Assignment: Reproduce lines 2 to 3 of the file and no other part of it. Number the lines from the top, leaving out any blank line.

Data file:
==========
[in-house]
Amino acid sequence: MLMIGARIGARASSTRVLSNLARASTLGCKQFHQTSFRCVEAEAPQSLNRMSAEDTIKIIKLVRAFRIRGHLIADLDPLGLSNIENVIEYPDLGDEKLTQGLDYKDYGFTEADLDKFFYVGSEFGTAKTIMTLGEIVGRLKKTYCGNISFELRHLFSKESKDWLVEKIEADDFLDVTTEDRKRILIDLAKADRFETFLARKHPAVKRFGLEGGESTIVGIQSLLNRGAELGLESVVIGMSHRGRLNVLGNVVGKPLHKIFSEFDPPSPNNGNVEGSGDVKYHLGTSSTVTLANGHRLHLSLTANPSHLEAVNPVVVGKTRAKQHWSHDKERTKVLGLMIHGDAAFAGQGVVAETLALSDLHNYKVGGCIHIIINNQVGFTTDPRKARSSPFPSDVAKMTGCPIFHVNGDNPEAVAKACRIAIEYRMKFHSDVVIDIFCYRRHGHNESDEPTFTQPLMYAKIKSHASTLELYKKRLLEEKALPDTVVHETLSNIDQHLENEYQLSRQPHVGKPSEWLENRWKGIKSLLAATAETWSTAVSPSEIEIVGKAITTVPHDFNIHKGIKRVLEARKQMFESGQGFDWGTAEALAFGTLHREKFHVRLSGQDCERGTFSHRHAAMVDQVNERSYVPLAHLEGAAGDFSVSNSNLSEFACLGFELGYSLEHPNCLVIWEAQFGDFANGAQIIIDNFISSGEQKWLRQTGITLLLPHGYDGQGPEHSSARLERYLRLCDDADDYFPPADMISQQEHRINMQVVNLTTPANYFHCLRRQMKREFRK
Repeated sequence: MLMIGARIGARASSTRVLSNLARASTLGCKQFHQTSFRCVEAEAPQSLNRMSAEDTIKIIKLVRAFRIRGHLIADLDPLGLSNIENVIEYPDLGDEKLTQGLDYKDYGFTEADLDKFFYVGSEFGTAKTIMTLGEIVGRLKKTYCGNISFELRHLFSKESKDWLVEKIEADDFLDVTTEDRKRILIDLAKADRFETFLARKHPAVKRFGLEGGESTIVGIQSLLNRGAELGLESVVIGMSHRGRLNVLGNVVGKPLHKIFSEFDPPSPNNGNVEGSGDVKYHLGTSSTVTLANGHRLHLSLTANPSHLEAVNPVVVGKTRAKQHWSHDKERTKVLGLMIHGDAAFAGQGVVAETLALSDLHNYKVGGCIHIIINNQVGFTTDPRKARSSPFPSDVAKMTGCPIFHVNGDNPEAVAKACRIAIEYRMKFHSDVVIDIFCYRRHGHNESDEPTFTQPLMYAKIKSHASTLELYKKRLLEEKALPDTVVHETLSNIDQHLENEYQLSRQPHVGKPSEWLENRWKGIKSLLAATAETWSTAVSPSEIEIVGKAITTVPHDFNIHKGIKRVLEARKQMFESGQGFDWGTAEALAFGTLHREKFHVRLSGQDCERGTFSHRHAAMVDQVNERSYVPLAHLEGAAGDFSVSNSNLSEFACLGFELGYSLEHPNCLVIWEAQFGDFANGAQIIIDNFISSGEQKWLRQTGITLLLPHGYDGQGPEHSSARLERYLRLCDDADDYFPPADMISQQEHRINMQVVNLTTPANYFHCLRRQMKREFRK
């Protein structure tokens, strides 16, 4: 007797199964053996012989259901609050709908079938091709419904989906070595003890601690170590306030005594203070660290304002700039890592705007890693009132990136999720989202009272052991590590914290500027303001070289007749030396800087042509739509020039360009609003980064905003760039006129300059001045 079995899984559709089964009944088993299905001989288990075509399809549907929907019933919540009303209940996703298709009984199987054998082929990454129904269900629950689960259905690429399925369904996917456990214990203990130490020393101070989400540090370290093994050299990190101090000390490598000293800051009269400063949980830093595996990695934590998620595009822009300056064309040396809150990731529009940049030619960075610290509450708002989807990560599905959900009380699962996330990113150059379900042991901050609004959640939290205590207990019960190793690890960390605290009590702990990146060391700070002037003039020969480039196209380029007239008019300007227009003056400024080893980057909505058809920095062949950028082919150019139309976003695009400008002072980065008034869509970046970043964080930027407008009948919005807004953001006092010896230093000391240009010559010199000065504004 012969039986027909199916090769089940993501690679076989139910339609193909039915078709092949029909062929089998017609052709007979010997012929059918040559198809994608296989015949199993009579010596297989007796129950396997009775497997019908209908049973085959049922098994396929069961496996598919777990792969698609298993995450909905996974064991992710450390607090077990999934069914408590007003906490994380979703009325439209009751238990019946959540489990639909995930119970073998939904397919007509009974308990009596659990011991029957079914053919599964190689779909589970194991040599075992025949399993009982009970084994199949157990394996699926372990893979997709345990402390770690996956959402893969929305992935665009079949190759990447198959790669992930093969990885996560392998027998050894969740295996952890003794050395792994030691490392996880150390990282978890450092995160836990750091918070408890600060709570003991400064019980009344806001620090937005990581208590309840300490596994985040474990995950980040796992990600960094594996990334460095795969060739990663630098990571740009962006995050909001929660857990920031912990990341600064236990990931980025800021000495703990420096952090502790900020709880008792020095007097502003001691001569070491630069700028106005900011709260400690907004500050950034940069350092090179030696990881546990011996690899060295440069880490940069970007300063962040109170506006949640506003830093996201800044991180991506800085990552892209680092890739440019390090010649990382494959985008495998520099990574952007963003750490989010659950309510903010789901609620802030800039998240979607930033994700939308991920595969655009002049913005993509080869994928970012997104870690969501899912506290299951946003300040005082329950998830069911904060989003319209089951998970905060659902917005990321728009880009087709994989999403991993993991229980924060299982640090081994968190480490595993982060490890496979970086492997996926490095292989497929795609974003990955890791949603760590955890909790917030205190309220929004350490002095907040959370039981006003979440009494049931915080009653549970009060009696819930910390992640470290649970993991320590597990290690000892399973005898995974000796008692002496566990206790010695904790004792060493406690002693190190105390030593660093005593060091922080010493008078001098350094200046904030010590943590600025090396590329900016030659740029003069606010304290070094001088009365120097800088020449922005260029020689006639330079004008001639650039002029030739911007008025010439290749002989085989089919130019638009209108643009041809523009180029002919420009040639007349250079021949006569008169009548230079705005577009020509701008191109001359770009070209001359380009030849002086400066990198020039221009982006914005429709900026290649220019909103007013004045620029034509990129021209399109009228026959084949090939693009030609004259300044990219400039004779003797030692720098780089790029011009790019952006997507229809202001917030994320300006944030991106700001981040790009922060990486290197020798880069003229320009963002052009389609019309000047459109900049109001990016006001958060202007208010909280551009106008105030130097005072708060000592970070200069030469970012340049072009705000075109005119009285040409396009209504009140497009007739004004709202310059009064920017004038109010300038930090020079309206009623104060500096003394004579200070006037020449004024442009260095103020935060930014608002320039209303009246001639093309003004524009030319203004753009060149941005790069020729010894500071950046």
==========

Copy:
Amino acid sequence: MLMIGARIGARASSTRVLSNLARASTLGCKQFHQTSFRCVEAEAPQSLNRMSAEDTIKIIKLVRAFRIRGHLIADLDPLGLSNIENVIEYPDLGDEKLTQGLDYKDYGFTEADLDKFFYVGSEFGTAKTIMTLGEIVGRLKKTYCGNISFELRHLFSKESKDWLVEKIEADDFLDVTTEDRKRILIDLAKADRFETFLARKHPAVKRFGLEGGESTIVGIQSLLNRGAELGLESVVIGMSHRGRLNVLGNVVGKPLHKIFSEFDPPSPNNGNVEGSGDVKYHLGTSSTVTLANGHRLHLSLTANPSHLEAVNPVVVGKTRAKQHWSHDKERTKVLGLMIHGDAAFAGQGVVAETLALSDLHNYKVGGCIHIIINNQVGFTTDPRKARSSPFPSDVAKMTGCPIFHVNGDNPEAVAKACRIAIEYRMKFHSDVVIDIFCYRRHGHNESDEPTFTQPLMYAKIKSHASTLELYKKRLLEEKALPDTVVHETLSNIDQHLENEYQLSRQPHVGKPSEWLENRWKGIKSLLAATAETWSTAVSPSEIEIVGKAITTVPHDFNIHKGIKRVLEARKQMFESGQGFDWGTAEALAFGTLHREKFHVRLSGQDCERGTFSHRHAAMVDQVNERSYVPLAHLEGAAGDFSVSNSNLSEFACLGFELGYSLEHPNCLVIWEAQFGDFANGAQIIIDNFISSGEQKWLRQTGITLLLPHGYDGQGPEHSSARLERYLRLCDDADDYFPPADMISQQEHRINMQVVNLTTPANYFHCLRRQMKREFRK
Repeated sequence: MLMIGARIGARASSTRVLSNLARASTLGCKQFHQTSFRCVEAEAPQSLNRMSAEDTIKIIKLVRAFRIRGHLIADLDPLGLSNIENVIEYPDLGDEKLTQGLDYKDYGFTEADLDKFFYVGSEFGTAKTIMTLGEIVGRLKKTYCGNISFELRHLFSKESKDWLVEKIEADDFLDVTTEDRKRILIDLAKADRFETFLARKHPAVKRFGLEGGESTIVGIQSLLNRGAELGLESVVIGMSHRGRLNVLGNVVGKPLHKIFSEFDPPSPNNGNVEGSGDVKYHLGTSSTVTLANGHRLHLSLTANPSHLEAVNPVVVGKTRAKQHWSHDKERTKVLGLMIHGDAAFAGQGVVAETLALSDLHNYKVGGCIHIIINNQVGFTTDPRKARSSPFPSDVAKMTGCPIFHVNGDNPEAVAKACRIAIEYRMKFHSDVVIDIFCYRRHGHNESDEPTFTQPLMYAKIKSHASTLELYKKRLLEEKALPDTVVHETLSNIDQHLENEYQLSRQPHVGKPSEWLENRWKGIKSLLAATAETWSTAVSPSEIEIVGKAITTVPHDFNIHKGIKRVLEARKQMFESGQGFDWGTAEALAFGTLHREKFHVRLSGQDCERGTFSHRHAAMVDQVNERSYVPLAHLEGAAGDFSVSNSNLSEFACLGFELGYSLEHPNCLVIWEAQFGDFANGAQIIIDNFISSGEQKWLRQTGITLLLPHGYDGQGPEHSSARLERYLRLCDDADDYFPPADMISQQEHRINMQVVNLTTPANYFHCLRRQMKREFRK